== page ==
Kiss Me, Kate

Cole Porter’s highly imaginative dual play, after Shakespeare, a musical within a musical, Kiss Me Kate, has opened at the Barbican. It received a rapturous reception on press night, with an immediate and exuberant standing ovation and almost two more during the course of the performance as show-stopping numbers were wildly applauded.

Impassioned performances, catchy songs and high-energy dance

Kiss Me Kate premiered in 1948 and won the first Tony Award for Best Musical the following year. The story of the show is rooted in the notorious on-stage/off-stage battle between husband-and-wife actors Alfred Lunt and Lynn Fontanne during their 1935 production of The Taming of the Shrew. Future Broadway producer Arnold Saint-Subber observed their wranglings and asked Bella and Samuel Spewack to write the book. Coincidentally, their marriage was also on the rocks. Subsequently, Bella Spewack invited Porter to write the music and lyrics that would turn it into the Broadway show; his only one to run for over a 1000 performances.

That marital dispute provided the structure for a show that would mirror the conflict between the leading characters in the play, and the modern-day tribulations between a divorced couple playing those parts. Hence, all the characters take on two roles:one in real life and one in the travelling production of the Shrew and this production finds actors in every part who excel in their roles to provide an evening of impassioned performances, catchy songs and high-energy dance.

Adrian Dunbar (Fred Graham/Petruchio) makes his musical theatre debut and with his silver-grey hair, suave demeanour and relaxed demeanor he performs with enthusiasm with an almost grinning expression that reveals how much he is joying himself in the roles. His vocals are competent, but not in the same league as other soloists. Opposite him the accomplished soprano and Tony Award winner Stephanie J. Block (Lilli Vanessi/Katherine), making her West End debut, often comically yet sensitively relates the the ups and down of her marriage, but disposes of any subtlety when dealing with romance in her aggressive portrayal of Kate. Nowhere has misandry been more fully and venomously expressed, than in I Hate Men which she performs with relish.

A parallel love story is played out by Charlie Stemp (Bill Calhoun/Lucentio) and Georgina Onuorah (Lois Lane/Bianca). Outstanding throughout, they each have a highspot: Onuorah in her rendition of Always True To You In My Fashion and Stemp with the Company in the breath-taking song and dance routine complete with tap section, Bianca. It’s a shining example of Anthony Van Laast’s remarkable imagination and skill as a choreographer. The Company are also out in force with Jack Butterworth (Paul) in the sultry It’s Too Darn Hot.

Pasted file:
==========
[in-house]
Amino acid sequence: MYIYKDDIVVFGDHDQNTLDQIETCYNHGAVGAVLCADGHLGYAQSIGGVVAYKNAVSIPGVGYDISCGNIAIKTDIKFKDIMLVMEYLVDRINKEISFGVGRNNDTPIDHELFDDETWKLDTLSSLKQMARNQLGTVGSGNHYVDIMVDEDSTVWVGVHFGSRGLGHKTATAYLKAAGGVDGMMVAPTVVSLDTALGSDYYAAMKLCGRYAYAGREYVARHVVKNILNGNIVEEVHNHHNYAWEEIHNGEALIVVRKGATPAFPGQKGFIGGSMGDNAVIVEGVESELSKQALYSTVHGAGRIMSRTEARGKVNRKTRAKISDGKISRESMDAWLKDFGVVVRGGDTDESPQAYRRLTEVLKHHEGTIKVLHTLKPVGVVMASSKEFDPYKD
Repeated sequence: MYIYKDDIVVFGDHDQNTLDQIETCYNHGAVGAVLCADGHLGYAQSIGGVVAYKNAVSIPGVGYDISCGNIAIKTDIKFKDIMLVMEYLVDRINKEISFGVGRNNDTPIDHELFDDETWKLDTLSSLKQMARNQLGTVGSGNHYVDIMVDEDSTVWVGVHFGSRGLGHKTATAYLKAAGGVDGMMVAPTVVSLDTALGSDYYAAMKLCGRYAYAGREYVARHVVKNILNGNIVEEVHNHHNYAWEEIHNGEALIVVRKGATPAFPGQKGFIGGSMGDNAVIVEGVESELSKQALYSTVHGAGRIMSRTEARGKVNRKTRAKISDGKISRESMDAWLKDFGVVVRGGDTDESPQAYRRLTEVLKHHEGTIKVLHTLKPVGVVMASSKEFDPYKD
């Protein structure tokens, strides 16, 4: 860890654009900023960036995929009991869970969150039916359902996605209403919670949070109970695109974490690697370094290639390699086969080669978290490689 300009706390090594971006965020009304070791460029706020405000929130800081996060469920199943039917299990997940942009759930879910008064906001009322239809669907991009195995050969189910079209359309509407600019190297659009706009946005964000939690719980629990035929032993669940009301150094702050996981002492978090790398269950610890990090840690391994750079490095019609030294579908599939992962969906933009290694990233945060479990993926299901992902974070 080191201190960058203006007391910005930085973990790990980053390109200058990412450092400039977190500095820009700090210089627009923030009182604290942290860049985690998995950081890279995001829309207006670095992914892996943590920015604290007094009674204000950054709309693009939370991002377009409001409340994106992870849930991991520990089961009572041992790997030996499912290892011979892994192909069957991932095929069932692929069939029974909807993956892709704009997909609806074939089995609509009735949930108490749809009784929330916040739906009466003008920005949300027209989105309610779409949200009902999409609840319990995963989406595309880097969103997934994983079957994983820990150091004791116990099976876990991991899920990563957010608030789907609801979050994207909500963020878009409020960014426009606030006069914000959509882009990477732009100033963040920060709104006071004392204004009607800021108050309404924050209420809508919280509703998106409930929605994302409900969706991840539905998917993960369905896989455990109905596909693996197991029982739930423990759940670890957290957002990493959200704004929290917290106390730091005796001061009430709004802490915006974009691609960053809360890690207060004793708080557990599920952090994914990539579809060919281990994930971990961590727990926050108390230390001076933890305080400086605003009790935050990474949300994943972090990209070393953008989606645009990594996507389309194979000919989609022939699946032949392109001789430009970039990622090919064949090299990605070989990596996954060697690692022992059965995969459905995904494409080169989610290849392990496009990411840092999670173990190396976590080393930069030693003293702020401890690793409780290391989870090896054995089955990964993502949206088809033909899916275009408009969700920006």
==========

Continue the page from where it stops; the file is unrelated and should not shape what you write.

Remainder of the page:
No US show of this type would be complete without a couple of gangsters to muddy the waters and Hammed Animashaun and Nigel Lindsay do that with great humour and skill. The double act reaches its peak in their rendition of the musical-hall-style comic number Brush Up Your Shakespeare, which becomes something of a singalong.

It’s not just the stage that’s littered with star performances and there are more than mentioned here. Director Bartlett Sher has excelled in creating an up-to-date and slick show that is stunning both visually and musically. Much of that is also due to the astounding revolve set by Michael Yeargan, the elegant and vivid costumes by designer Catherine Zuber, Donald Holder’s sparkling lighting design, Adam Fisher’s sound design and the musical supervision of Stephen Ridley with orchestration by Don Sebesky. They, along with many others make a brilliant team and ensure the phenomenal end product.

With famous songs such as Another Opening, Another Show, Wunderbar, We Open in Venice, So in Love and Tom, Dick or Harry. Kiss Me Kate is night out not to be missed.

Reviews by Richard Beck

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Barbican Theatre / The Barbican

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★★★★
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Performances

Location

The Blurb

Cole Porter’s hit musical starring the multi-award-winning Adrian Dunbar (Ridley, Line of Duty) and Broadway musical superstar and Tony Award-winner Stephanie J. Block (Into The Woods, 9 to 5).

From the Producer of Anything Goes, comes a new production of Kiss Me, Kate. With Cole Porter’s razor-sharp witted lyrics, it’s ‘The ultimate Broadway musical from the golden age’ (Financial Times) and is Broadway musical comedy meets Shakespeare meets Noises Off.

Directed by Bartlett Sher(The King and I, South Pacific and To Kill A Mockingbird) and with a company of over 50 including a full-scale orchestra, Kiss Me, Kate features classic songs including Another Op'nin', Another Show, Brush Up Your Shakespeare and Tom, Dick or Harry. Adrian Dunbar stars as Fred Graham with Tony Award winner Stephanie J. Block making her West End debut as Lilli Vanessi.

Kiss Me, Kate is the original farce and whisks you into a world of backstage chaos and romantic entanglements. It’s the perfect Summer musical for 2024.

__Assisted Performances__

Audio described:Wed 17 Jul, 7.30pm, Touch tour at 5.30–6pmSat 10 Aug, 2.30pm, Touch tour at 12.30–1pm

CaptionedWed 24 Jul, 7.30pmSat 17 Aug, 2.30pm

BSL-interpretedWed 31 Jul, 7.30pmSat 24 Aug, 2.30pm

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